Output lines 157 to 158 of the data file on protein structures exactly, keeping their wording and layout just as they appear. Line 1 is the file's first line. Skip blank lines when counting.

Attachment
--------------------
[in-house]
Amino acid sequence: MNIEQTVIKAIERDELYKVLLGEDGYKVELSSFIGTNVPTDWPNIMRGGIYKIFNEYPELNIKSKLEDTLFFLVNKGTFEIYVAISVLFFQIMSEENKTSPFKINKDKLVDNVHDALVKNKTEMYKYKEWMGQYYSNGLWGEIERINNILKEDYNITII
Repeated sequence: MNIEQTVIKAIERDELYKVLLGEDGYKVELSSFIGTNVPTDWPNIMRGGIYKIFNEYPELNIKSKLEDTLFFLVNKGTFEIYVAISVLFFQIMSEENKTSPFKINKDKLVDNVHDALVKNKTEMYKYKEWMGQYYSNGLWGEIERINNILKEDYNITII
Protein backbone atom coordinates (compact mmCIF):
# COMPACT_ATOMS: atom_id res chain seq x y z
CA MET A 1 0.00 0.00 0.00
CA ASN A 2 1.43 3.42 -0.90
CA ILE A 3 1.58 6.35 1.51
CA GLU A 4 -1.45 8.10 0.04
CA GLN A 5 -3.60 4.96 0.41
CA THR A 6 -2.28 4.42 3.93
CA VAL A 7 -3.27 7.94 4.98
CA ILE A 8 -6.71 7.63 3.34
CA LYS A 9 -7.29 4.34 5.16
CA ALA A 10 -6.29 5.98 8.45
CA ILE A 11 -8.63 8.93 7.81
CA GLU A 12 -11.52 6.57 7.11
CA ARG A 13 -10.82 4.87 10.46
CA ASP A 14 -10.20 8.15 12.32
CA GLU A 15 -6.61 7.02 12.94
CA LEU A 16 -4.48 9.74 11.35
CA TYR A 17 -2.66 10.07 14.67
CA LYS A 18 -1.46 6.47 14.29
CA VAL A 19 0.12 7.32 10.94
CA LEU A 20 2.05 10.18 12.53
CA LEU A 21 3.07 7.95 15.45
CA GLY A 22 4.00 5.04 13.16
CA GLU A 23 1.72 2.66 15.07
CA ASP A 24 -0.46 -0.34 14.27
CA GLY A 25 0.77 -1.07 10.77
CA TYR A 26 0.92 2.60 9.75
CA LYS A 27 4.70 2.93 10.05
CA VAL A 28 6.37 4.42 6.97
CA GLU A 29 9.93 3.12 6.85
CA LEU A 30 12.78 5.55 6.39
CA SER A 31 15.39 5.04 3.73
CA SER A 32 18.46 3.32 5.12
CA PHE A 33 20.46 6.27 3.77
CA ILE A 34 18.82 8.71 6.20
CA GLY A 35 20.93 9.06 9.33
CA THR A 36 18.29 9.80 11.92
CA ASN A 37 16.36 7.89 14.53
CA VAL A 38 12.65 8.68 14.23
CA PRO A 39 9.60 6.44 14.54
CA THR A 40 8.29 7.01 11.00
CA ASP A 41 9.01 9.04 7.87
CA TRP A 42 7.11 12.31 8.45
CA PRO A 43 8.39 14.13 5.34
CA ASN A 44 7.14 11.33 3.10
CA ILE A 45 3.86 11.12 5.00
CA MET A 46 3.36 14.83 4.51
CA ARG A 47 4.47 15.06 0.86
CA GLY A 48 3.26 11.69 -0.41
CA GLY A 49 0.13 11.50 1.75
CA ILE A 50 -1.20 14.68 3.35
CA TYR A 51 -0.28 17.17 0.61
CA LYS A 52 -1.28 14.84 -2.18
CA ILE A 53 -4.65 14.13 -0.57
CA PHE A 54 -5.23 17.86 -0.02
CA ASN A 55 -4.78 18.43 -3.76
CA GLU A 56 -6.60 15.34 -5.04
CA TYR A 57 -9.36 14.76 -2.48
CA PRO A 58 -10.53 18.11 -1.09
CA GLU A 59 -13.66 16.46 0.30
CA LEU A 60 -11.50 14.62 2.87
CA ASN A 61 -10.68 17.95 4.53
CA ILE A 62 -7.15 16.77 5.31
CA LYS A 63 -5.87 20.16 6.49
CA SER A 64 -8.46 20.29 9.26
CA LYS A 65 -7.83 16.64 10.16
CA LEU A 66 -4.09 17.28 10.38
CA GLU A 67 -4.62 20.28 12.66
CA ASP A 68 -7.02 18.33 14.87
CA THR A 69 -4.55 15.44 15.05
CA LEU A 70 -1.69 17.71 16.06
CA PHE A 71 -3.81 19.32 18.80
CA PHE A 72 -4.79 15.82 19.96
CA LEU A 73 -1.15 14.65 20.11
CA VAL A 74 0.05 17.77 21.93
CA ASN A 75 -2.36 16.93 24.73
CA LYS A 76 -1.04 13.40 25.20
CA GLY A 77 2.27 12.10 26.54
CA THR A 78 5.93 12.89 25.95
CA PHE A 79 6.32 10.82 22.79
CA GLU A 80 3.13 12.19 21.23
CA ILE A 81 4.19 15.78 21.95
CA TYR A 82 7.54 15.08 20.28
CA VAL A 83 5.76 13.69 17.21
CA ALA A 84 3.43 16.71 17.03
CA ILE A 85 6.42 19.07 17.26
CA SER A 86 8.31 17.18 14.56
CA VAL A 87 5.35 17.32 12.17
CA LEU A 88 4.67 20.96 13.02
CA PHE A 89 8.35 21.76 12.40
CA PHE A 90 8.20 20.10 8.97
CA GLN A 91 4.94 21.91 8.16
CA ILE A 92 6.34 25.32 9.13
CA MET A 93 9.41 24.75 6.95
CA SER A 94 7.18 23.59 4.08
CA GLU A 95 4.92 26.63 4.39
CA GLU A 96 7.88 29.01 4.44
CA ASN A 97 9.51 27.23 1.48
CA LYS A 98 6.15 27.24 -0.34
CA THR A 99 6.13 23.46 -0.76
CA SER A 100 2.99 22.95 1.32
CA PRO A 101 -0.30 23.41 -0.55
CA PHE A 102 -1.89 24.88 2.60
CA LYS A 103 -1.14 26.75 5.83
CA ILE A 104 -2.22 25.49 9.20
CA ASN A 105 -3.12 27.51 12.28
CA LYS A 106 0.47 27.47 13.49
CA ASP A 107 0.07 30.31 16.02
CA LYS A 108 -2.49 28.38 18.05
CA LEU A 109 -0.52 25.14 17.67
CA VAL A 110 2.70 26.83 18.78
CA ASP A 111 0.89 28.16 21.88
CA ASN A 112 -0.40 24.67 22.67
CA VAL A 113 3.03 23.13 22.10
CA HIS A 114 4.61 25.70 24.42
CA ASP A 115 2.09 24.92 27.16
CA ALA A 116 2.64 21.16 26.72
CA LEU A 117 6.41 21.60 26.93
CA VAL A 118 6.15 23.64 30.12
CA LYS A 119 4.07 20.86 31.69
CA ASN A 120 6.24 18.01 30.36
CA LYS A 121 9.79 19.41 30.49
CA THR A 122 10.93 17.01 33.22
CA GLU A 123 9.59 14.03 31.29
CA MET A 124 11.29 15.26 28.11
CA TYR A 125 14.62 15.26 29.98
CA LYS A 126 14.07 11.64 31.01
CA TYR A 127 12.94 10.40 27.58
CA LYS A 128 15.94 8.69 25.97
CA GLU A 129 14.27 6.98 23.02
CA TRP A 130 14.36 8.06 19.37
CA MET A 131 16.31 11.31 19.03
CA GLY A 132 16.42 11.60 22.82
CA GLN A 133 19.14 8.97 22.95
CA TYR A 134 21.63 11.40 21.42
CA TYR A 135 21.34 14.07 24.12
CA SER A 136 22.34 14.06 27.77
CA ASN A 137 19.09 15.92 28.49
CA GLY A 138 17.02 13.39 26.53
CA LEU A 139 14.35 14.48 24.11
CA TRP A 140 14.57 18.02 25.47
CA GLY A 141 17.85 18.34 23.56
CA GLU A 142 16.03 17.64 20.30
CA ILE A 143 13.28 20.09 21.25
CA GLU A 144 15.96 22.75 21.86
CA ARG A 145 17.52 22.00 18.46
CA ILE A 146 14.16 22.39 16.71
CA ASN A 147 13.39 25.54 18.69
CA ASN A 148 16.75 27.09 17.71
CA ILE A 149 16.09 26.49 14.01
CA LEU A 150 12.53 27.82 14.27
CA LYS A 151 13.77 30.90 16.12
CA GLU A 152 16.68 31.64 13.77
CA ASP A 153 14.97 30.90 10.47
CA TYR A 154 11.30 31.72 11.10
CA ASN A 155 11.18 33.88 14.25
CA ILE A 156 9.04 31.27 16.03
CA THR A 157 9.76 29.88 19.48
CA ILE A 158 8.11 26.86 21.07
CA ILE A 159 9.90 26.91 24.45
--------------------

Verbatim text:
CA GLU A 152 16.68 31.64 13.77
CA ASP A 153 14.97 30.90 10.47